Interventions: Cayetano Ferrer
The foundations of Cayetano Ferrer’s sculptures and installations involve notions surrounding the remnant. Starting with a fragment—an ancient textile, a found piece of carved wood, a section of marble, or even an Art Deco-era ashtray removed from a casino lobby—the artist utilizes an array of technological methods to incorporate such objects into the larger scheme of his imagination. His work renders the obsolete and defunct both current and functional while also establishing entirely new values and contexts for objects that are most often overlooked.
In the second presentation of the Museum’s series, Interventions—whereby an artist is invited to work within the context of the Museum’s permanent collection—Ferrer will create an installation of recent work and works created specifically for SBMA’s historic Ludington Court. Taking advantage of the empty space [the classical Greek and Roman figures from the Wright Ludington Collection have been temporarily moved off-site to prepare for SBMA’s forthcoming renovation], Ferrer will install existing and specially fabricated works that interact with not only the surrounding space but also rarely displayed objects from the museum vaults. The objects Ferrer selected for his installation are classical stone and marble architectural fragments, including Roman columns, capitals, and other embellishments dating from the First Century CE, related to the well-known antiquities customarily on view in Ludington Court, but considered unworthy of permanent display. By highlighting these objects, the artist not only advances his own ongoing investigations into the concept of remnants, but also calls upon the audience as well as the Museum to consider them in unconventional ways.
A prominent feature of the exhibition is Remnant Recomposition (2014), a sprawling carpet comprised of spliced and re-configured pieces installed flush, or wall-to-wall, over the floor. The fragments here derive from industrially manufactured carpets from the Bellagio, Palms and other casinos; embellished with mutated, oversized Greek and Egyptian motifs in brash colors. Placed within the context of Ludington Court, this carpet montage provokes comparisons between the realms of the museum and the casino: not just “high” art versus “low” art, but also, more subversively, other concepts ranging from illusion to economics. Representing a massive collage or mosaic unto itself, this work also serves as a platform for the custom-designed “pedestals” or sculptures that Ferrer has created to support and re-envision the museum’s Greco-Roman fragments.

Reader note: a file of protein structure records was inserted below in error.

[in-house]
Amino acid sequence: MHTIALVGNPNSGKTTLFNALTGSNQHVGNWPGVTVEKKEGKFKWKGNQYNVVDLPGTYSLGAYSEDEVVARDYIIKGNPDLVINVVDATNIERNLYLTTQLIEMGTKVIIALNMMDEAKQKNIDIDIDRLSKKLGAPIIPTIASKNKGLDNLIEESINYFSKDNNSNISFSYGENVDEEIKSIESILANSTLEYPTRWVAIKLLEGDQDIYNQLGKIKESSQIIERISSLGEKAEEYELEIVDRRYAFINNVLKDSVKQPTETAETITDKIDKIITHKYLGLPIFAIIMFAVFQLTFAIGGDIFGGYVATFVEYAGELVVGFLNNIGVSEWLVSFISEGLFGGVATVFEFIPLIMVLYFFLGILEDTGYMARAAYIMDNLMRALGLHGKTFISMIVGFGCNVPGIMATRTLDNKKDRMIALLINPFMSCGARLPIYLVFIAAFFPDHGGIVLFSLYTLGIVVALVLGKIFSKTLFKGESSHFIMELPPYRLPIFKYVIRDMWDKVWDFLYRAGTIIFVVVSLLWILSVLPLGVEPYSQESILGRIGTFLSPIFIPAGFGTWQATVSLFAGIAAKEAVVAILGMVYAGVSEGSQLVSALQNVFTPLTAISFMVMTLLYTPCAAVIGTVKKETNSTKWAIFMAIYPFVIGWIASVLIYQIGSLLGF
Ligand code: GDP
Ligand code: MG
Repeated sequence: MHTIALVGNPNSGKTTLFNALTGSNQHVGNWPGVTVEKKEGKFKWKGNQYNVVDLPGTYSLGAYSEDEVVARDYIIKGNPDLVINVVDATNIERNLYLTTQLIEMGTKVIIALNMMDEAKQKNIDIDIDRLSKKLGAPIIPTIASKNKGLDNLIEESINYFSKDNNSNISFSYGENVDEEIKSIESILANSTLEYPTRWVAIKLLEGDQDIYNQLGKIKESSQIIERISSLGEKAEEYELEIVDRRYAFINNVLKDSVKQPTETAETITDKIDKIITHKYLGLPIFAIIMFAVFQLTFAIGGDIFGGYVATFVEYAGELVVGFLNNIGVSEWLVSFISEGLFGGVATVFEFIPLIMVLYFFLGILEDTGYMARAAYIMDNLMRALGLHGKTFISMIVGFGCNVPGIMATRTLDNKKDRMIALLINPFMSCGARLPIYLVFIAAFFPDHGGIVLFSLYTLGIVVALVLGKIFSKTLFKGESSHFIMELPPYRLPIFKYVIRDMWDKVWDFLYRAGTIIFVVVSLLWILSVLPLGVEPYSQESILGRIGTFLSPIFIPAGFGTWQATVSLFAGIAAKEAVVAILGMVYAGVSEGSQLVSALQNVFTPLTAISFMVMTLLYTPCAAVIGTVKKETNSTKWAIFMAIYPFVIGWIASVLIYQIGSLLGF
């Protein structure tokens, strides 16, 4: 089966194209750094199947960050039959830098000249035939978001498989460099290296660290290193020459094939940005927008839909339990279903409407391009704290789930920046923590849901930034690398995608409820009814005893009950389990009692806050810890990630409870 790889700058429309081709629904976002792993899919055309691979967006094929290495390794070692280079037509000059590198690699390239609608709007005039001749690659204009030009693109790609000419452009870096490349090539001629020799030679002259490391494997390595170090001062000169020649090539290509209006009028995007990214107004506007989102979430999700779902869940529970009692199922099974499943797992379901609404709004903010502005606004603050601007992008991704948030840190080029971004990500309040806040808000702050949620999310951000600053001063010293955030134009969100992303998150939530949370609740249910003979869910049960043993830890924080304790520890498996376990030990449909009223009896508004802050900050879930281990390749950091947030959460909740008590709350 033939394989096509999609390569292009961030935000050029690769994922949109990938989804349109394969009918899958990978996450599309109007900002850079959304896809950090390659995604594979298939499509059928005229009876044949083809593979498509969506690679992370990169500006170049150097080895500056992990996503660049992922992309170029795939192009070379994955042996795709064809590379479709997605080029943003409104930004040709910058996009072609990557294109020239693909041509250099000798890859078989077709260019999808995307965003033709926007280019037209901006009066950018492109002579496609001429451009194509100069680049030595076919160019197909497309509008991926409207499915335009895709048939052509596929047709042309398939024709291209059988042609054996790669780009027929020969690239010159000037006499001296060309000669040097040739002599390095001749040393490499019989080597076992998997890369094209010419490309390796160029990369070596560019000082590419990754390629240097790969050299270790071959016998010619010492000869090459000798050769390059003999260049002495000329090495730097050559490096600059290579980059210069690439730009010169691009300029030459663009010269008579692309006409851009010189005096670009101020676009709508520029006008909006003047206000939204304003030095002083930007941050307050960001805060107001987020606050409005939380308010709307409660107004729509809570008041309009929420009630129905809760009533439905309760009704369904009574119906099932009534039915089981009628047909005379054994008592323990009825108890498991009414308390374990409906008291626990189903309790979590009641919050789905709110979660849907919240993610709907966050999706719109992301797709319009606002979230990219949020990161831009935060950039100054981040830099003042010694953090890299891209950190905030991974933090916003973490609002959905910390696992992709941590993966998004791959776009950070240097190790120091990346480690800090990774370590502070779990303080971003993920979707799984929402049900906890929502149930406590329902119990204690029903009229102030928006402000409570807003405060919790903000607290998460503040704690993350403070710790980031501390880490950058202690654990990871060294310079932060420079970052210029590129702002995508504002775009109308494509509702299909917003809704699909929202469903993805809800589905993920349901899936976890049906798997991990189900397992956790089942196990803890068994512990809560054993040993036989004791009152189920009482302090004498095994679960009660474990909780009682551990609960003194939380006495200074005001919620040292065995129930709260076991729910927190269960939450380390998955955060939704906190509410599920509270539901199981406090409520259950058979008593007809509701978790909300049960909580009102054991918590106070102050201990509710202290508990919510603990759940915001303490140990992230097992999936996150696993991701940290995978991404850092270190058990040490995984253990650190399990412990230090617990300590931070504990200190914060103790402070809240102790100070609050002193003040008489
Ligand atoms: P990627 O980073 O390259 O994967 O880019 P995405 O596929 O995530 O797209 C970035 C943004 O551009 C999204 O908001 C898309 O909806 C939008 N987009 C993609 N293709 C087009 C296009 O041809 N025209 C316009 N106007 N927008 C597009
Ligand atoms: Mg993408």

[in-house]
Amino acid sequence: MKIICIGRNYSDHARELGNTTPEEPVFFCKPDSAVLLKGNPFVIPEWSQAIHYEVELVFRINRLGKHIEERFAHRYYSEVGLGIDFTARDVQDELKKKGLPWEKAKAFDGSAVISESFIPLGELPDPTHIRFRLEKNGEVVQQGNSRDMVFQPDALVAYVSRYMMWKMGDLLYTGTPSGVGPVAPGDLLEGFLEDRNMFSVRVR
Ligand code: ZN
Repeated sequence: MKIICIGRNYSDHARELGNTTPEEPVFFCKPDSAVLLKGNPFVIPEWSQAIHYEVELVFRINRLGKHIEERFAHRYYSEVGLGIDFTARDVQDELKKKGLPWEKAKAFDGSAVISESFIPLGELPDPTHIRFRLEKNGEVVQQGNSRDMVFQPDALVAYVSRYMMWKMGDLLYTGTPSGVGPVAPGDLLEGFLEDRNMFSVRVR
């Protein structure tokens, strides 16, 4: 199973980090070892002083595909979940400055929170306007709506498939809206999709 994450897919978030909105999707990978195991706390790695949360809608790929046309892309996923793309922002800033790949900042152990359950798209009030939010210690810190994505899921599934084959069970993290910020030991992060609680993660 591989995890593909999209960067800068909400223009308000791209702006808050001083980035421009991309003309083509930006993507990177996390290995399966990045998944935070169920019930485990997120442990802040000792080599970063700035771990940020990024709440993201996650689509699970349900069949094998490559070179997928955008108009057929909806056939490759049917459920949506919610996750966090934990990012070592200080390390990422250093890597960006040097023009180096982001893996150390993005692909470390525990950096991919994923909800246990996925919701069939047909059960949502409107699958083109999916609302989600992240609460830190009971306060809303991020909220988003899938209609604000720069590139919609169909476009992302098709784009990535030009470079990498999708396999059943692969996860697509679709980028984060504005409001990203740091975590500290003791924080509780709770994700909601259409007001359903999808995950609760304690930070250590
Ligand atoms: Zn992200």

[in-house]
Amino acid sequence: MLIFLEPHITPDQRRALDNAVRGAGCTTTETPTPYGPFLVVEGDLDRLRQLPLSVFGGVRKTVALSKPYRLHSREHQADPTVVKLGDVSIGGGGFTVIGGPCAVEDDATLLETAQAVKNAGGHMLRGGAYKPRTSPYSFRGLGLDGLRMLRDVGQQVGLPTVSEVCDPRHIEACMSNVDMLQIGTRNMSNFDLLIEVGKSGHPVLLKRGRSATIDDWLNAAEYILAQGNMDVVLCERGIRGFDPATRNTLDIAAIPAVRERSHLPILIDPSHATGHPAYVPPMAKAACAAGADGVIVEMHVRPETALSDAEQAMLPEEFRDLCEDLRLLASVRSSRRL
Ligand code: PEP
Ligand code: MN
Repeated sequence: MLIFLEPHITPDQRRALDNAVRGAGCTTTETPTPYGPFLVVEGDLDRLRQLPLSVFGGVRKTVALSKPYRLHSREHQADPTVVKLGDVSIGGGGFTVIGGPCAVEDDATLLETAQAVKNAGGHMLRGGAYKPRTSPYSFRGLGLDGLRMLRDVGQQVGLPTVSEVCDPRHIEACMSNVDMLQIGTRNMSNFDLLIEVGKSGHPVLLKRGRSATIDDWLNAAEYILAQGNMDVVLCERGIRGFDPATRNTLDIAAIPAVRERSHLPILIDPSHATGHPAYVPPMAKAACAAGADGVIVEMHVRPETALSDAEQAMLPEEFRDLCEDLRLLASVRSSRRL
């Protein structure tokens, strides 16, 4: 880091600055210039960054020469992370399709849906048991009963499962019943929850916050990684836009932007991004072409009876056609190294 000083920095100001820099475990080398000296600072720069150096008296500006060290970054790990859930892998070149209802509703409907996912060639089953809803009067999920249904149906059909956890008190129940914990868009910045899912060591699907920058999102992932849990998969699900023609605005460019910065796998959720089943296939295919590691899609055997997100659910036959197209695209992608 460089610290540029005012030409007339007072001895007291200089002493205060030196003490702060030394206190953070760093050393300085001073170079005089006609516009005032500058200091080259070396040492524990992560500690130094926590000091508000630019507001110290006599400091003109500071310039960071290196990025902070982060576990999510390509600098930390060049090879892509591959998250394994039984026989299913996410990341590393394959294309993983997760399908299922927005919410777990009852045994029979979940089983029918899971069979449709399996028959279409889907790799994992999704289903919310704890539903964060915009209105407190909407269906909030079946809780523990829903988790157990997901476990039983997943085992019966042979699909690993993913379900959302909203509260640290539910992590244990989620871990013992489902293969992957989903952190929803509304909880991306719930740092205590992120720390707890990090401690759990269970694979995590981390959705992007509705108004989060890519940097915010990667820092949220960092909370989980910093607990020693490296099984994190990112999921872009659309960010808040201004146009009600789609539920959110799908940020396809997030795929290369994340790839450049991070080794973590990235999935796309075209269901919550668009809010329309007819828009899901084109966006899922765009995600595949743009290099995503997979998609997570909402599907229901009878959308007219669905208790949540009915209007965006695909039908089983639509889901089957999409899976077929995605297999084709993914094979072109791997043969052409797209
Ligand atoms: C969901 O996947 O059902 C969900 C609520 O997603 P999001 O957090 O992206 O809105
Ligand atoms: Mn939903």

Interventions: Cayetano Ferrer critiques not just the display of but also the continued resonance of works from the “classical” era. Conversant in many forms of architecture and design, Ferrer’s work operates just as successfully in the realm of conceptual art as it does in the arenas of fantasy architecture and museum conservation. Through this project, he expands his ongoing exploration of both fact, fiction, and the limits of perception pertaining to not only the history of objects, but also to the complex history of the Museum. As such it is a most fitting exhibition for SBMA as it enters its 75th year of exhibitions in 2016. The exhibition is organized by Julie Joyce, Curator of Contemporary Art, Santa Barbara Museum of Art.
Cayetano Ferrer was born in Hawaii in 1981 and currently lives in Los Angeles. He earned his BFA at the School of the Art Institute of Chicago and MFA at the University of Southern California. He was recently awarded a 2015 Art + Technology Lab grant from the Los Angeles County Museum of Art (LACMA). The purpose of the Lab is to “nurture new work with financial and in-kind support for projects that engage emerging technology and contribute to a public dialogue about technology and culture.” Ferrer is also the recipient of the 2015 Faena Prize for the Arts provided by the Faena Art Center in Buenos Aires for his forthcoming project, Cinema Architecture. The award aims to “foster artistic experimentation, encourage crossover between disciplines, and promote new explorations of the links between art, technology, and design.”
Ferrer’s work was featured in a solo exhibition titled Composite Arcade at Chateau Shatto in Los Angeles (2014). Introducing “an environment that plays to the ambiguous yet heavily scripted sites of civic and fictional space,” the exhibition included a large video and sculpture installation and hybrid sculptures representing part fantasy and part elegy. The artist’s participation in recent group exhibitions include installations in Romancing the Fragment at the Hessel Museum of Art in New York (2015) and The St Petersburg Paradox at the Swiss Institute, New York (2014); a collaboration with artists, architects and musicians at Human Resources, Los Angeles under the moniker Downtown Light and Sound (2014); a room modeled on the spectacular pastiche of Las Vegas casino interiors for Made in LA (2012), and a billboard in Hollywood, displaying end credits for Hollywood itself.
12, 25 – noon
15, 22 29 – 1 pm
3, 5, 11, 16, 19, 24, 30 – noon
6, 13, 20, 27 – 1 pm
2, 3, 7, 12, 16, 20, 26, 28, 30 – noon
10, 17, 24, 31 – 1 pm
3, 6, 11, 13 , 17, 20 – noon
7, 14, 21 – 1pm